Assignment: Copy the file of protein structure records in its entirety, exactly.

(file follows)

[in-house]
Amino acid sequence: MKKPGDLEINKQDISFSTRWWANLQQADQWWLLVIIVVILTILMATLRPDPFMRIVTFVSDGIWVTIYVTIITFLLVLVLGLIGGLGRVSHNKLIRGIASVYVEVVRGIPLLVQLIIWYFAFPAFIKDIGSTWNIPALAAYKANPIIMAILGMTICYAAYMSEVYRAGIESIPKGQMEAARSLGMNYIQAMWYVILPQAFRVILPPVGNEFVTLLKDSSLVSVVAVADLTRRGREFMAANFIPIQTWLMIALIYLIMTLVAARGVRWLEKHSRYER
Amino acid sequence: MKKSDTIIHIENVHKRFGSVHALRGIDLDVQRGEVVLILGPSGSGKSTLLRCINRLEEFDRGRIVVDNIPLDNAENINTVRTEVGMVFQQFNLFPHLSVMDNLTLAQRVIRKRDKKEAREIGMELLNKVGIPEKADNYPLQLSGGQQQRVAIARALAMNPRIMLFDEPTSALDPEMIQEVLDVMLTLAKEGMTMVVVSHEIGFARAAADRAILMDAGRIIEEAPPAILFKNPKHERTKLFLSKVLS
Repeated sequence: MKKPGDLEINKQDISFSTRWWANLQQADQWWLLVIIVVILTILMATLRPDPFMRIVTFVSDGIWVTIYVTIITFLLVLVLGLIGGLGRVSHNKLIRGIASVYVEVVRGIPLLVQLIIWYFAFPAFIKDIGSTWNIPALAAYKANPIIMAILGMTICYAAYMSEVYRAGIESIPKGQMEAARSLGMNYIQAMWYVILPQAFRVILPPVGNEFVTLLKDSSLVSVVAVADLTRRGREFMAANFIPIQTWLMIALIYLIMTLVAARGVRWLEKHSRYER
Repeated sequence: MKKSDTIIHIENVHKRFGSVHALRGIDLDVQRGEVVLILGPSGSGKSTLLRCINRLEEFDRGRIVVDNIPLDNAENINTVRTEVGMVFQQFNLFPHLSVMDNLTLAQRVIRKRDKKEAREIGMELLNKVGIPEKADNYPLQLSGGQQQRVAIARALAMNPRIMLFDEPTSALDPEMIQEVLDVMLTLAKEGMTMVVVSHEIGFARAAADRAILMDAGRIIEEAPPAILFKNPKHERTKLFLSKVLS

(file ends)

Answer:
[in-house]
Amino acid sequence: MKKPGDLEINKQDISFSTRWWANLQQADQWWLLVIIVVILTILMATLRPDPFMRIVTFVSDGIWVTIYVTIITFLLVLVLGLIGGLGRVSHNKLIRGIASVYVEVVRGIPLLVQLIIWYFAFPAFIKDIGSTWNIPALAAYKANPIIMAILGMTICYAAYMSEVYRAGIESIPKGQMEAARSLGMNYIQAMWYVILPQAFRVILPPVGNEFVTLLKDSSLVSVVAVADLTRRGREFMAANFIPIQTWLMIALIYLIMTLVAARGVRWLEKHSRYER
Amino acid sequence: MKKSDTIIHIENVHKRFGSVHALRGIDLDVQRGEVVLILGPSGSGKSTLLRCINRLEEFDRGRIVVDNIPLDNAENINTVRTEVGMVFQQFNLFPHLSVMDNLTLAQRVIRKRDKKEAREIGMELLNKVGIPEKADNYPLQLSGGQQQRVAIARALAMNPRIMLFDEPTSALDPEMIQEVLDVMLTLAKEGMTMVVVSHEIGFARAAADRAILMDAGRIIEEAPPAILFKNPKHERTKLFLSKVLS
Repeated sequence: MKKPGDLEINKQDISFSTRWWANLQQADQWWLLVIIVVILTILMATLRPDPFMRIVTFVSDGIWVTIYVTIITFLLVLVLGLIGGLGRVSHNKLIRGIASVYVEVVRGIPLLVQLIIWYFAFPAFIKDIGSTWNIPALAAYKANPIIMAILGMTICYAAYMSEVYRAGIESIPKGQMEAARSLGMNYIQAMWYVILPQAFRVILPPVGNEFVTLLKDSSLVSVVAVADLTRRGREFMAANFIPIQTWLMIALIYLIMTLVAARGVRWLEKHSRYER
Repeated sequence: MKKSDTIIHIENVHKRFGSVHALRGIDLDVQRGEVVLILGPSGSGKSTLLRCINRLEEFDRGRIVVDNIPLDNAENINTVRTEVGMVFQQFNLFPHLSVMDNLTLAQRVIRKRDKKEAREIGMELLNKVGIPEKADNYPLQLSGGQQQRVAIARALAMNPRIMLFDEPTSALDPEMIQEVLDVMLTLAKEGMTMVVVSHEIGFARAAADRAILMDAGRIIEEAPPAILFKNPKHERTKLFLSKVLS